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Economy & Energy
No 23 December 2000 - January 2001
   ISSN 1518-2932

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e&e No 23

Progress in the Energy Matrix and in the Emissions of Gases Causing the Greenhouse Effect

Main Page
Introduction
Reference Economic Scenario

Preliminary Evaluation for the 2000-2020 period
Demand in Equivalent Energy
Electric Energy Demand
2000 – 2020 Thermoelectric Generation

Participation of Fuels used in Generation  
Necessary Thermal Generation Capacity  

Emissions in Thermal Power Plants  

Conclusions and Sensitivity Evaluation

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2 – Electric Energy Demand  

2.1. Participation of Electric Energy in Energy Consumption  

The projection of electric energy participation in equivalent energy consumption permits the coupling of electric energy consumption to the considered economic scenario. The adopted procedure is similar to that used for projecting demand in equivalent energy.  

In Figure 2.1 it is shown the participation of electric energy in the total for different countries (whenever possible the same as those of Figure 1.2). It can be noticed that electric energy participation, in the same way as it historically occurred in Brazil, increases with the variation of GNP/inhab. In opposition to what was observed in global consumption, Brazil has a relatively important electricity participation when compared to countries with equivalent GNP per capita.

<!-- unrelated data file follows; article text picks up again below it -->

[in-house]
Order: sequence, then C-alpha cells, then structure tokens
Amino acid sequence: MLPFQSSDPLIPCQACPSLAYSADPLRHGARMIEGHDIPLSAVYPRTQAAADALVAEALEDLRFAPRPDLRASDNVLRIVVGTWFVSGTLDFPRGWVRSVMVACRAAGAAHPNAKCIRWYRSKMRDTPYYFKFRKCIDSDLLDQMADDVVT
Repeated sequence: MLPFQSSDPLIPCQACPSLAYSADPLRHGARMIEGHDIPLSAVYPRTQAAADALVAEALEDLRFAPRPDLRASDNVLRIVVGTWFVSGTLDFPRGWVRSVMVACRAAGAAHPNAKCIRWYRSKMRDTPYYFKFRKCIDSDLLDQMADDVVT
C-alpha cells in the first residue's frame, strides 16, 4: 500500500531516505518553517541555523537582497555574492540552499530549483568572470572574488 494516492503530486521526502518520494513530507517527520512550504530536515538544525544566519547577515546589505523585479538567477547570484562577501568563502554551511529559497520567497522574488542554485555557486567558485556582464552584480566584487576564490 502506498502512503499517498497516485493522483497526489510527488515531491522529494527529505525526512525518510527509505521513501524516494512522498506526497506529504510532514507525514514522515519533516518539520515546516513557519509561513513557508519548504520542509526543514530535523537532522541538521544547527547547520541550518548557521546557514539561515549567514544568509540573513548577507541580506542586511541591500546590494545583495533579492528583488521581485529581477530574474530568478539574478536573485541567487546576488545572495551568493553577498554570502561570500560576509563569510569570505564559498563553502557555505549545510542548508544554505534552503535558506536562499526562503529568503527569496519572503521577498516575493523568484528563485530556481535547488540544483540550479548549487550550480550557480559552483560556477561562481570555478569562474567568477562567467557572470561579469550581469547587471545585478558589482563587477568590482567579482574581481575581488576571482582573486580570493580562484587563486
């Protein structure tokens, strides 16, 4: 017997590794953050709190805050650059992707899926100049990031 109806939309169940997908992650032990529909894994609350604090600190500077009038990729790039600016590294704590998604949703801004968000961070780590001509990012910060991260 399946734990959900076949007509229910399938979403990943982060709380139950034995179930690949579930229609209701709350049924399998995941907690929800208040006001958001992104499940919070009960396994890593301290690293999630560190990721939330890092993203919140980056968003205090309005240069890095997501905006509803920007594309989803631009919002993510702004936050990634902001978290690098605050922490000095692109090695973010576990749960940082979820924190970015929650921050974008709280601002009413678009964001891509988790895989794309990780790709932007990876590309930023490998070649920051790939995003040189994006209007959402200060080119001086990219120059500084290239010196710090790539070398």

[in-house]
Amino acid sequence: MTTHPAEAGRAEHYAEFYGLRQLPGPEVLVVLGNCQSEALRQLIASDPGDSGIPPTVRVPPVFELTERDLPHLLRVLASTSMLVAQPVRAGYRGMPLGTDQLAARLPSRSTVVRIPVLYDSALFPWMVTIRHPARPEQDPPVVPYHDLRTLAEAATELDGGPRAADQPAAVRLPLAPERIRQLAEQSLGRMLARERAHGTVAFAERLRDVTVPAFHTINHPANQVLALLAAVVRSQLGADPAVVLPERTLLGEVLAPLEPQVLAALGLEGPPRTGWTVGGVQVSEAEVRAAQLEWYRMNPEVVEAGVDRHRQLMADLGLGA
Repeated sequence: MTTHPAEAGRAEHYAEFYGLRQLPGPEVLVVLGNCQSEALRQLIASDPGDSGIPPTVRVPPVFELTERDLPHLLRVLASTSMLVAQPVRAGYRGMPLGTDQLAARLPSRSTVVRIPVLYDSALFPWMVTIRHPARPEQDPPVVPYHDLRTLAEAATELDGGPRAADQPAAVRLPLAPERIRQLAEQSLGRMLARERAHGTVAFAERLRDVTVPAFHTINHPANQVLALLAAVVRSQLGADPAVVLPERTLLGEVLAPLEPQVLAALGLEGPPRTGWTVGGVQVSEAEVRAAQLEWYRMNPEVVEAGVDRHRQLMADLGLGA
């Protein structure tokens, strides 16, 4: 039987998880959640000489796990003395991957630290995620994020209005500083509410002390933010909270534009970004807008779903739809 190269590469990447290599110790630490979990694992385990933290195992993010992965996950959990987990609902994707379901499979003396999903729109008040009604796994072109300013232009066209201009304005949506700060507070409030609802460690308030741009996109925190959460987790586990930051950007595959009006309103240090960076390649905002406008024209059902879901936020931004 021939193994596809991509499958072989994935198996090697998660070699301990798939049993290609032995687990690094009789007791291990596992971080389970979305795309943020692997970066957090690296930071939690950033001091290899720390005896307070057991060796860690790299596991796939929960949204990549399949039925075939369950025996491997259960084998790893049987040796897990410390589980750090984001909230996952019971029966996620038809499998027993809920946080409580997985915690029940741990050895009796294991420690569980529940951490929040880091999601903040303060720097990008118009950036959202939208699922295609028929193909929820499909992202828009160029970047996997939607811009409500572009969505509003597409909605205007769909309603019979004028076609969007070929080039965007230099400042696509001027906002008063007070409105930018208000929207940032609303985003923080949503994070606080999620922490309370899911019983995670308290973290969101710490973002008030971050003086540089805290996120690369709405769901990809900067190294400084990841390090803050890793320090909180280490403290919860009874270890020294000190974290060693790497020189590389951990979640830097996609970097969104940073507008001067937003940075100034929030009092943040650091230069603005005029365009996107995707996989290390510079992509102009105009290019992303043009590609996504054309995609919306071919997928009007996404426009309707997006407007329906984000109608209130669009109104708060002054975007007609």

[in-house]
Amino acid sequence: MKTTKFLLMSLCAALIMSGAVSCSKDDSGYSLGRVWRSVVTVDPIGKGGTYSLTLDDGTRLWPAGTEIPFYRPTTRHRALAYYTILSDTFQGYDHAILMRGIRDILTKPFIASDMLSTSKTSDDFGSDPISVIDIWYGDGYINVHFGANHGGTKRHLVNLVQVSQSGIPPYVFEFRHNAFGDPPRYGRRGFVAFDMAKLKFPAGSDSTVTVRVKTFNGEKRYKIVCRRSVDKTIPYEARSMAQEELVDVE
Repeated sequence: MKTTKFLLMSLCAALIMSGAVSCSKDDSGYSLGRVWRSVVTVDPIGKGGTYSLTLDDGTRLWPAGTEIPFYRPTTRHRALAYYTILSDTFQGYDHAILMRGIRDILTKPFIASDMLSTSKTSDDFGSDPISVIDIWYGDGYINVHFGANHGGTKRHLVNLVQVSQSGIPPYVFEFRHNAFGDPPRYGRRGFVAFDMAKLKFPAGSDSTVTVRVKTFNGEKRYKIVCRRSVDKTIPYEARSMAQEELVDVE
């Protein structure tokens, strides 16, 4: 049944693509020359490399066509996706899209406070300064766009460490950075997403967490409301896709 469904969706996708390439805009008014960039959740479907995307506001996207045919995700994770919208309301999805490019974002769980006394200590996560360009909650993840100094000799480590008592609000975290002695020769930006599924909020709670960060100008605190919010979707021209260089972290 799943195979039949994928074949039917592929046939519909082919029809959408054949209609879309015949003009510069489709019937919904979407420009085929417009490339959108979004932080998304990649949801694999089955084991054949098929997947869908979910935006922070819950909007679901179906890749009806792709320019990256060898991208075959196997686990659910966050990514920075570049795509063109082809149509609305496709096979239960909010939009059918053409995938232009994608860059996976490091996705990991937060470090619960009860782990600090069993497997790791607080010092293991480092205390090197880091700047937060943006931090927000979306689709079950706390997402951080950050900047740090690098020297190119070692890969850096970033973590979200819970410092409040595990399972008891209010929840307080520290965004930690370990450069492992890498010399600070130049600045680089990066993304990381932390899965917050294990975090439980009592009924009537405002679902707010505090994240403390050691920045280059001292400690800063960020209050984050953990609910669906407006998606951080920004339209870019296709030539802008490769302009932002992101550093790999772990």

Participation of Electricity in Equivalent Energy  
 
Elect. Part.    GNP/inhab.  

Figure 2.1: Participation of electric energy in global consumption of energy, measured in equivalent energy. It can be noticed that Brazil presents a relatively important electricity participation in the total. The values refer to 1996 and were obtained with the simplified methodology. The values in purchasing power parity of product per capita of the countries are also indicated, referring to the axis on the right. 

In Figure 2.1 we show the evolution of electric energy participation in equivalent energy and its projection. In order to guide the maximum relative consumption option it was considered that the best adjustment for Brazil corresponds to a superior limit of 33% for electricity participation. On the other hand the average of the nine richest countries is 39%. An adjustment  for a future limit value of 34% was considered. This value is slightest superior to the best fit and takes into account a recovery indicated in the scenario’s GNP per capita as well as values superior to that of the richest countries. The adjustment and the projection for the considered limit value (34%) can be seen in Figure 2.2. 


  Electric Energy/Total (in Equivalent Energy)  
Electric Energy/equivalent Energy    
Adjustment    Projection  
Figure 2.2: Participation of electricity in the total consumption in equivalent energy, historical and projected values. 

2.2 Projection of Electric Energy Demand